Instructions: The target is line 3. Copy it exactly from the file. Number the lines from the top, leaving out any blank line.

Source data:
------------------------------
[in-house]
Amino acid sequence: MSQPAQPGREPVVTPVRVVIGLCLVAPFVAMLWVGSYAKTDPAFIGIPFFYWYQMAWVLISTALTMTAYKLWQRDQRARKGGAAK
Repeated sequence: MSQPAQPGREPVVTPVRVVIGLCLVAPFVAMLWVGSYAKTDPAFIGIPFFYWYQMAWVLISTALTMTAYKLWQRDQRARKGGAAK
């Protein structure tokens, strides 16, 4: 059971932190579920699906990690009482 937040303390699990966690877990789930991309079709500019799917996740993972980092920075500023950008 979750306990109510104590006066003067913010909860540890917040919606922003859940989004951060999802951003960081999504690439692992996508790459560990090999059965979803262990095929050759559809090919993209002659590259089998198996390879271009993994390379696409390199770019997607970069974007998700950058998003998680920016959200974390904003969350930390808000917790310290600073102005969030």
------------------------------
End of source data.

Repeated sequence: MSQPAQPGREPVVTPVRVVIGLCLVAPFVAMLWVGSYAKTDPAFIGIPFFYWYQMAWVLISTALTMTAYKLWQRDQRARKGGAAK